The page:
1. Mason - I remember Moonlighting very well, and yes, the show lost its spark when Maddie and David began to date. Your larger question - what about happy endings for couples - is an important one. On one hand, the reader does what characters to get together, especially if they are sympathetic characters. On the other, that's not always realistic. It can be cloying, too. The key is a strong plot, so that if there is a happy ending, it fits in.

  2. I think for TV shows it is a matter of suspense. If they let the characters get together, it ruins something, so they have to keep hinting and teasing, giving just enough to keep people wanting more.

    With books I like a much more satisfactory 'get together'!

  3. What an interesting post - I never thought about the fact that in TV shows, they tend to keep the couple apart as long as possible to increase tension, whereas in books, there seem to be more happy endings, although I guess it depends on the genre.

    I think Margot's point is excellent - as long as the plot, is strong and the characters well-developed, a happy ending won't feel cloying or overdone.

  4. I like books with happy endings, but not if they seem too formulaic and predictable. I like books with sad endings if they don't seem contrived.

    I don't watch TV.

    I just finished "To Kill a Mockingbird," a reread for me, and boy was that good. No romance though.

    I like romance. I like it a lot, but I don't find it necessary. That is, I enjoy books without it as well.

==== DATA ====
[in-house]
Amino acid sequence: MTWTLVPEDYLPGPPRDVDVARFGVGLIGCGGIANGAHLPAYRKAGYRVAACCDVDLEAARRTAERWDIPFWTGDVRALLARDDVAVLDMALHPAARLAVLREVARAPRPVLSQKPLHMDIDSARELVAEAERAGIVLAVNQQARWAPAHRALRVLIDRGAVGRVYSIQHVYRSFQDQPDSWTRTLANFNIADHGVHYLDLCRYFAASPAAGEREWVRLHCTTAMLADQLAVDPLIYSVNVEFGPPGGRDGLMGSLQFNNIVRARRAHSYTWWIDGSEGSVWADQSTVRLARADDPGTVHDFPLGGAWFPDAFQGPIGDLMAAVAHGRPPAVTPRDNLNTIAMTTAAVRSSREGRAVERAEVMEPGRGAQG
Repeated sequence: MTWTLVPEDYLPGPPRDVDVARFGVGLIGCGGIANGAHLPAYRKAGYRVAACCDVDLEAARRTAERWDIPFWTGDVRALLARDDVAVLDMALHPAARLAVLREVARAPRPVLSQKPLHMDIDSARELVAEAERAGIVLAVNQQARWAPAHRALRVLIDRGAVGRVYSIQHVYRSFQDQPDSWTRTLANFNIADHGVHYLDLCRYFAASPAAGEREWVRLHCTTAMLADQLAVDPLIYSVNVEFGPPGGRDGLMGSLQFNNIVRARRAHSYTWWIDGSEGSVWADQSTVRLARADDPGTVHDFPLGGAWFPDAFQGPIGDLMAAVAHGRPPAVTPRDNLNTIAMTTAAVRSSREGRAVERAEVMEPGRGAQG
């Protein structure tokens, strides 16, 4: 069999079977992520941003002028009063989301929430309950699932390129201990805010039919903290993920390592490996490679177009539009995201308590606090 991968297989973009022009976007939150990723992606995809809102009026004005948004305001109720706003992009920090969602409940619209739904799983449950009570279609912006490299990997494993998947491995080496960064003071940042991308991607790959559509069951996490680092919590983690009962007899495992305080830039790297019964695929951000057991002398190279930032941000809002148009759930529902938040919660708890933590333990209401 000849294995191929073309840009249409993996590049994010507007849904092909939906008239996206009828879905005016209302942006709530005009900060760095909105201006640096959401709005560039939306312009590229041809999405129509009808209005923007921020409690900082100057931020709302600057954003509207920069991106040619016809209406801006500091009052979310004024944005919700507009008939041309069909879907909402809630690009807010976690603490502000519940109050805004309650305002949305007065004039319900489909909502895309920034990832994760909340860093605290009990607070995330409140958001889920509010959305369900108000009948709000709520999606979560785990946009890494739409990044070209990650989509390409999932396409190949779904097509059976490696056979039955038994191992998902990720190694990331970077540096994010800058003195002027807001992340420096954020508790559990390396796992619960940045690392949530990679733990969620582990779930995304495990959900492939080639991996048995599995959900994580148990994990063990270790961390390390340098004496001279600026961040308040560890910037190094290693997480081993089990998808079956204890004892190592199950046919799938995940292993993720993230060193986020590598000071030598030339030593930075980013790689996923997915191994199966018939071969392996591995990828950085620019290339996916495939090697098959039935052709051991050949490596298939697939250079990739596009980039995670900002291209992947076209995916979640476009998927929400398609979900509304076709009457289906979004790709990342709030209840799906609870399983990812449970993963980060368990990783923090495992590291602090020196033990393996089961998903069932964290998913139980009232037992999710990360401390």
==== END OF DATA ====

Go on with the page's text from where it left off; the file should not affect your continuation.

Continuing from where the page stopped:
5. Mason, I am reading your post and something hit me; in movies, I want the characters to walk away into the moonlight and live happily ever after, but if a book ends that way, I tend to get annoyed or feel the author did not put enough effort into thinking up a unique ending. Strange why I would feel one way for movies and another for books. Something I need to think about.

    Thanks for getting the brain working so early in the morning today! Lisa

  6. I think suspense in a possible romance between characters is very exciting. But I am in agreement that even though we might want them to get together, if they do, the story might lose some of its excitement.

    Isn't it funny that even in life it's more about the chase than the capture.

    Have a great Saturday too.

  7. I don't have to have a fairy tale ending in my books or TV shows, but I've been lucky enough to have one in real life.

  8. OMGosh! Love Bones and have always wanted them together. Now it breaks my heart that Booth finally said "I love you" but Brennan just can't reciprocate. The truth is that is her character. She has grown a lot, but when she grows enough to embrace that love that she does feel, the show will be over.

    That's what the show is about for me--Her growth from totally logical, unemotional robot to a human. :) Yeah, a little harsh, but you know what I mean.

    The sexual tension and the question of when, how, maybe even if Brennan learns to love is what keeps me watching.

  9. I can see, if you're writing a series, that you might eventually get your characters together. It changes the dynamics. (For the worse in the case of Moonlighting.) Plus, if they're attracted to each other, yet never hook up, it's a bit unrealistic after book 7.

    Straight From Hel

  10. I always enjoy the tension in these types of relationships, it adds a great dimension for the audience wanting something to happen, yet the writer almost toying with that desire. I don't mind if they get together, but love it when the plot twists and turns so much so that you don't know if it's possible!